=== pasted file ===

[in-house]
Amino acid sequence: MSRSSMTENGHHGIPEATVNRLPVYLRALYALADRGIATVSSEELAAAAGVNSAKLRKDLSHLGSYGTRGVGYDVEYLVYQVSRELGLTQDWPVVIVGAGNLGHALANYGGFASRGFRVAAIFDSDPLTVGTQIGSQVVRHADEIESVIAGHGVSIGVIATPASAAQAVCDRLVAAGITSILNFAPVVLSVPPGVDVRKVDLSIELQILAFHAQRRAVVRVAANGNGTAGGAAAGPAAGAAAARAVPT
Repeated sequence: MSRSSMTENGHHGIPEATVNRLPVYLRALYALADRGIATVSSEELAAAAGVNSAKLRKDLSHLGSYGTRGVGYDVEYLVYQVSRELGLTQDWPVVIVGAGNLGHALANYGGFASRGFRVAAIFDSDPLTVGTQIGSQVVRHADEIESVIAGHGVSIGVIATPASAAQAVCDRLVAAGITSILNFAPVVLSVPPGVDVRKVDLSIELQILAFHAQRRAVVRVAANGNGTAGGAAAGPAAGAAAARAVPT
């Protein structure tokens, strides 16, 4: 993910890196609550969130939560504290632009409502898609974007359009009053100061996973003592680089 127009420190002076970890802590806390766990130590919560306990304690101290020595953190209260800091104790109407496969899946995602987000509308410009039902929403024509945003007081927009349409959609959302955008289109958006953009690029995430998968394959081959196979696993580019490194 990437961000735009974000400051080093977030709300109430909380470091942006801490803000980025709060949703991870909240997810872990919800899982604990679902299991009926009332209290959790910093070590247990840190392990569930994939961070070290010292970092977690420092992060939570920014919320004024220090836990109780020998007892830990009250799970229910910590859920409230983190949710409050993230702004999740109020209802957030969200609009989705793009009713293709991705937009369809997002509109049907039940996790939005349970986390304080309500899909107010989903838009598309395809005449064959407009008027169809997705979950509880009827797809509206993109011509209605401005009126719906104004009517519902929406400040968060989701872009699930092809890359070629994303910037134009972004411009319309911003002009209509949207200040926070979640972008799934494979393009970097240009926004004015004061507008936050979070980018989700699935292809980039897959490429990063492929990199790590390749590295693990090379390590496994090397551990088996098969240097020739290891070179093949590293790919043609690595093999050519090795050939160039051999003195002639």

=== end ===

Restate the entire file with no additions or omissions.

[in-house]
Amino acid sequence: MSRSSMTENGHHGIPEATVNRLPVYLRALYALADRGIATVSSEELAAAAGVNSAKLRKDLSHLGSYGTRGVGYDVEYLVYQVSRELGLTQDWPVVIVGAGNLGHALANYGGFASRGFRVAAIFDSDPLTVGTQIGSQVVRHADEIESVIAGHGVSIGVIATPASAAQAVCDRLVAAGITSILNFAPVVLSVPPGVDVRKVDLSIELQILAFHAQRRAVVRVAANGNGTAGGAAAGPAAGAAAARAVPT
Repeated sequence: MSRSSMTENGHHGIPEATVNRLPVYLRALYALADRGIATVSSEELAAAAGVNSAKLRKDLSHLGSYGTRGVGYDVEYLVYQVSRELGLTQDWPVVIVGAGNLGHALANYGGFASRGFRVAAIFDSDPLTVGTQIGSQVVRHADEIESVIAGHGVSIGVIATPASAAQAVCDRLVAAGITSILNFAPVVLSVPPGVDVRKVDLSIELQILAFHAQRRAVVRVAANGNGTAGGAAAGPAAGAAAARAVPT
């Protein structure tokens, strides 16, 4: 993910890196609550969130939560504290632009409502898609974007359009009053100061996973003592680089 127009420190002076970890802590806390766990130590919560306990304690101290020595953190209260800091104790109407496969899946995602987000509308410009039902929403024509945003007081927009349409959609959302955008289109958006953009690029995430998968394959081959196979696993580019490194 990437961000735009974000400051080093977030709300109430909380470091942006801490803000980025709060949703991870909240997810872990919800899982604990679902299991009926009332209290959790910093070590247990840190392990569930994939961070070290010292970092977690420092992060939570920014919320004024220090836990109780020998007892830990009250799970229910910590859920409230983190949710409050993230702004999740109020209802957030969200609009989705793009009713293709991705937009369809997002509109049907039940996790939005349970986390304080309500899909107010989903838009598309395809005449064959407009008027169809997705979950509880009827797809509206993109011509209605401005009126719906104004009517519902929406400040968060989701872009699930092809890359070629994303910037134009972004411009319309911003002009209509949207200040926070979640972008799934494979393009970097240009926004004015004061507008936050979070980018989700699935292809980039897959490429990063492929990199790590390749590295693990090379390590496994090397551990088996098969240097020739290891070179093949590293790919043609690595093999050519090795050939160039051999003195002639």